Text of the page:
Is a 2.5 GPA bad for a sophom*ore? ›

Sophom*ore: To summarize this article's material, a 2.5 GPA as a sophom*ore isn't a problem, but it will significantly limit your college search if it doesn't improve before senior year. You still have the rest of your junior year to raise your GPA, so make the most of it. Start thinking about standardized tests.

Is a 2.0 GPA bad for a sophom*ore? ›

Even if your odds don't look great right now, remember that things can easily change in the next couple years. If you have a 2.0 GPA your sophom*ore year, you could be heading towards a difficult time with college applications.

Which AP is easiest? ›

Easiest AP exams by pass rate
AP SubjectPass Rate (Exam Score of 3+)Median Score
Ap Physics C Mechanics73.4%3.41
AP Psychology58.3%2.71
AP Research82.7%3.3
AP Seminar82.6%3.19
34 more rows
Jan 13, 2023

Is 5 AP classes too much junior year? ›

Applicants aiming for highly selective colleges usually take 5-6 AP classes this year, but keep your limits and schedule in mind. At this point, adding one more AP class might not have a huge impact on your college chances, but it could reduce the time spent on applications to a great extent.

What AP classes impress colleges? ›

The best AP classes to take for college are those that relate to your area of study in some way. Some of the most common major- or career-related AP classes include: AP Computer Science Principles and AP Computer Science. AP Environmental Science and AP Human Geography.

Is 7 AP classes enough for Harvard? ›

Going up the selectivity chain, the average at Harvard is eight AP classes. To be competitive at some of the most highly selective colleges in the country, 8-12 AP courses may be the sweet spot amount, assuming the student can handle that level of rigor.

Is 12 AP classes impressive? ›

Students looking to earn admission to highly selective colleges should take multiple AP classes to bolster their applications and demonstrate they can handle challenging coursework. Some college admissions experts recommend taking as many as 7-12 AP courses before applying to the most elite universities.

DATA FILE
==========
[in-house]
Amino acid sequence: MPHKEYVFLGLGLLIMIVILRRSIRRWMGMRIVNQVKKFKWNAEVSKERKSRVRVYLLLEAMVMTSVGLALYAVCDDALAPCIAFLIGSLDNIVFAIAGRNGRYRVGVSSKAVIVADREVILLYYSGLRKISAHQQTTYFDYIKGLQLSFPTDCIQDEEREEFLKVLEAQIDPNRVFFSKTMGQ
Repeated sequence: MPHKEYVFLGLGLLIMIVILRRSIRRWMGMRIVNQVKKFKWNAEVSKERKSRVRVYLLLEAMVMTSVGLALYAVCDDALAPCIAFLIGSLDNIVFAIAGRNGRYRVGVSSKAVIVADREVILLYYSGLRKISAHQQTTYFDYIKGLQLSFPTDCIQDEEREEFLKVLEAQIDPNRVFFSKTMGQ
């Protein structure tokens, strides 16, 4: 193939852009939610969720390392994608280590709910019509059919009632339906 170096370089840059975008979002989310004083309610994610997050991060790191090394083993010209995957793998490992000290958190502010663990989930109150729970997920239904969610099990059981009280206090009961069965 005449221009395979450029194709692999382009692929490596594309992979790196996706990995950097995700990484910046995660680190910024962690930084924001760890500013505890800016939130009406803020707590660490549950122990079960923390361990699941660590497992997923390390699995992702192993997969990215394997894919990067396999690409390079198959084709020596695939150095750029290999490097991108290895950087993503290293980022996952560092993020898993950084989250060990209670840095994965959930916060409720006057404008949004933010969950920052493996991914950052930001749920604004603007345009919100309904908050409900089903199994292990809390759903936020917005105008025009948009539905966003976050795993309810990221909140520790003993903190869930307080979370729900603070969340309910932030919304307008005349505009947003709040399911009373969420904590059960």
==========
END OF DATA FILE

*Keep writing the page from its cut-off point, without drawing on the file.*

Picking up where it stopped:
What is the hardest AP class? ›

United States History, Biology, English Literature, Calculus BC, Physics C, and Chemistry are often named as the hardest AP classes and tests. These classes have large curriculums, tough tests, and conceptually difficult material.

Is taking 3 AP classes too little? ›

'No magic number' for students

Students and counselors alike agree that AP courses offer many academic benefits beyond college admissions to students in terms of the skills including time management, critical thinking, and writing skills they learn in these courses that prepare them for college work.

How many AP classes does the average person take? ›

The Key Number

If that answer isn't fully satisfying, here is a look at the average number of APs students tend to take over the course of their high school years, broken down by college selectivity: Selective schools: around 7–12 APs. Semi-selective schools: 4–8 APs. Less selective schools: 1–5 APs.

Is 4 AP classes too much? ›

However, students who take 4-5 AP courses can still qualify for good schools, including many of the country's top public research institutions. Students should balance taking AP courses with maintaining a healthy schedule to avoid burnout.

Is 13 AP classes good? ›

3 answers. Don't worry 13 APs is definitely a good amount and makes you competitive in terms of academic rigor for top colleges. In fact, it is recommended that you have at least 7-9 APs for selective schools.

How many AP classes is considered impressive? ›

To be competitive at some of the most highly selective colleges in the country, 8-12 AP courses may be the sweet spot amount, assuming the student can handle that level of rigor. There are no colleges out there that require you to take 14, 17, or some other obscene number of Advanced Placement offerings.